Training can be arduous, expensive, and tough to make it stick. So the question always comes up, is it really worth it? Last week, thanks to a disgruntled Dunkin’ Donuts customer in Florida, we all learned that it does. It really, really does.
For those of you that missed the video, I’m not going to link to it here, as it is pretty profane. To sum it up, a young woman was angry that she had not received a receipt for a previous order, and decided that in addition to going in the next day to get a free order, as is Dunkin Donuts policy, she would film her entire interaction and post it on Facebook, perhaps hoping she would get sympathy.
I don’t think she was anticipating the teenager behind the counter to be so well trained. While being confronted by an angry woman sticking a camera in his face, the young man never lost his composure, asked all the right questions and avoided any further incident. When the woman posted the video to Facebook, it quickly went viral but not in the way she hoped. She was faced with tons of backlash and the young man behind the counter was applauded for his poise and professionalism.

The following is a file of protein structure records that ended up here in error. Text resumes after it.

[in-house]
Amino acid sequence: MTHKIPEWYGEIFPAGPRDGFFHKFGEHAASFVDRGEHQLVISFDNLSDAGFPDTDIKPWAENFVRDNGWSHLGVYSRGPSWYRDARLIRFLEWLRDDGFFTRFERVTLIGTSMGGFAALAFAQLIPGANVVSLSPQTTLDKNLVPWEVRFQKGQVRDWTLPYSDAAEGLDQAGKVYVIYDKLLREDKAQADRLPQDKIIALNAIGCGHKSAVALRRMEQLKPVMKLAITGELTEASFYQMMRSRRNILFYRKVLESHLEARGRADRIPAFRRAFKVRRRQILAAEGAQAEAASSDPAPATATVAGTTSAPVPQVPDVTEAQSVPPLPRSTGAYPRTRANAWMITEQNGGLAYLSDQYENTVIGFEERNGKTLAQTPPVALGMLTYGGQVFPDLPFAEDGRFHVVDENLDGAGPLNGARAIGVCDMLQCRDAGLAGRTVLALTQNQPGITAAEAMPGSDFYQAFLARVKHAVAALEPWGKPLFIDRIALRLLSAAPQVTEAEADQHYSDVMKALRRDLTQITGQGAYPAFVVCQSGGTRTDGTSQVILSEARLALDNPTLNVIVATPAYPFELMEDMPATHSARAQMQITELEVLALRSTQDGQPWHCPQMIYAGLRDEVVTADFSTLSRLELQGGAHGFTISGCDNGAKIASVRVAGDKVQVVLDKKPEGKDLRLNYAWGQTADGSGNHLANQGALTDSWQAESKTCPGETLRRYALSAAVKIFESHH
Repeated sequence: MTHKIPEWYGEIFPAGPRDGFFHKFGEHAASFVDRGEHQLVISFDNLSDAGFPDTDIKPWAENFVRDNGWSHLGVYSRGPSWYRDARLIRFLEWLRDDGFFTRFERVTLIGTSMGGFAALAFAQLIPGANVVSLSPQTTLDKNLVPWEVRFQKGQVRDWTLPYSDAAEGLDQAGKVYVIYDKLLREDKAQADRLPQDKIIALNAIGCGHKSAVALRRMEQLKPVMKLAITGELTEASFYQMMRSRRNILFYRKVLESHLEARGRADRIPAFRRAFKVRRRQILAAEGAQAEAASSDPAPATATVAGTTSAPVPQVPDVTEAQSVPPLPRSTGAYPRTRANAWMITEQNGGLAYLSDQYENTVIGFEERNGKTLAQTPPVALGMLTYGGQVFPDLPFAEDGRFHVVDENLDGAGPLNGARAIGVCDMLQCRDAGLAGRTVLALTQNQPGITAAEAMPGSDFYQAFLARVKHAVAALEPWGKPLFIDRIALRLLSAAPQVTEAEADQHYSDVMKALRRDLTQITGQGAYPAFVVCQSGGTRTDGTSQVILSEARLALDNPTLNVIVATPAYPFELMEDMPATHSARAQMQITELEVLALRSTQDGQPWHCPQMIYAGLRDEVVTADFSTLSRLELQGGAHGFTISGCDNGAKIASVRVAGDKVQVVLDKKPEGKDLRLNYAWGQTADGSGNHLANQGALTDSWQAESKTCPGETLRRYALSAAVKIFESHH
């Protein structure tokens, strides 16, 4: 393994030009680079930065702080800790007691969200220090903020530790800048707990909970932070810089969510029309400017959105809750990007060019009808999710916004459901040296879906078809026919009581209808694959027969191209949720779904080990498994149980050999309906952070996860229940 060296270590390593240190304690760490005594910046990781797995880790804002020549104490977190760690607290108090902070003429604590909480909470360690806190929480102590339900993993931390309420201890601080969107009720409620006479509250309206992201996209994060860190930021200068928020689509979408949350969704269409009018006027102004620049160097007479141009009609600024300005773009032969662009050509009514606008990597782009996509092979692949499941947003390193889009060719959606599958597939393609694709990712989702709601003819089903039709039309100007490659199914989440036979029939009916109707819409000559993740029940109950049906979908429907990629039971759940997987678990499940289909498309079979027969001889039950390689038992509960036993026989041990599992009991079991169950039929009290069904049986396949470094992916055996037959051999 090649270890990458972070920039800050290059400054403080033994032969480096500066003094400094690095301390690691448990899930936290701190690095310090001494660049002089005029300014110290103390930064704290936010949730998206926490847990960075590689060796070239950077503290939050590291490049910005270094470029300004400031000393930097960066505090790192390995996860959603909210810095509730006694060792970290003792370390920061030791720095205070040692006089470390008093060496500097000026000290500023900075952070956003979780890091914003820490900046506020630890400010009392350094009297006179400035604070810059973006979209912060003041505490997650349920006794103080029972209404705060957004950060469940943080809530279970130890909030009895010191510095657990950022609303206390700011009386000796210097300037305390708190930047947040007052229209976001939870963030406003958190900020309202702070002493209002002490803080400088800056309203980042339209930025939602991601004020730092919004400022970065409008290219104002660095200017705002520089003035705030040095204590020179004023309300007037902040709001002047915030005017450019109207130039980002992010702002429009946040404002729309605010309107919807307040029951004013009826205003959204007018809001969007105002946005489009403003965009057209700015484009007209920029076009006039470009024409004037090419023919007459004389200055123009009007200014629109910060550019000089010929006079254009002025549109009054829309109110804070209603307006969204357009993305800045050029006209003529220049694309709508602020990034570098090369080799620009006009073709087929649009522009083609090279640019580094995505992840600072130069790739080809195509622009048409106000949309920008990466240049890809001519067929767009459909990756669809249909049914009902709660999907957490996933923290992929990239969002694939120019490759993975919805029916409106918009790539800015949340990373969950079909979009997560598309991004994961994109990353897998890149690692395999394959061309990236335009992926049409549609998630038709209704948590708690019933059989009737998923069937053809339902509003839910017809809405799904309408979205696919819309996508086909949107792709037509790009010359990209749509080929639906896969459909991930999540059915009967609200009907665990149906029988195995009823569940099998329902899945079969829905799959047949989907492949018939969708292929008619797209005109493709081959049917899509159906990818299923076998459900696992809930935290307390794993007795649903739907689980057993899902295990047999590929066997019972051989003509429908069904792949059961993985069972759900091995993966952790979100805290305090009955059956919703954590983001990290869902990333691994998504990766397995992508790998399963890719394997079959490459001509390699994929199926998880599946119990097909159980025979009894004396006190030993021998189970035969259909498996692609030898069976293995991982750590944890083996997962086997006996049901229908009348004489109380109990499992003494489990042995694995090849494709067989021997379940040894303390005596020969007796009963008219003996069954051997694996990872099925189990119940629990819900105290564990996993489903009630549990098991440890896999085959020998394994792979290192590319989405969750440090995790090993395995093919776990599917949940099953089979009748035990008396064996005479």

Dunkin’ Donuts came out unscathed, because this young man knew how to behave in the situation. At eighteen years old, he handled the pressure of the situation better than many adults would have been able to, which most likely comes back to training.
Most managers would hope that their teams keep this calm under pressure, and when faced with a difficult situation would remember their training. Forum’s research shows that the trickiest part of training is getting it to stick long after it’s completed. What can you do to ensure that when faced with a high stress situation or transition at your company, your team relies on their training? Make an investment into sustainment activities.
Organizations put so much of an investment into the actual training event, that often follow up and reinforcement go to the back burner. This graphic outlines the disconnect between investment and impact.
By shifting the investment from being primarily on the training event to not only sustaining the learning afterwards but also on aligning your team beforehand, training can make a lasting impact. An impact that you may not see until your team is faced with a crisis or an angry customer with a cell phone camera.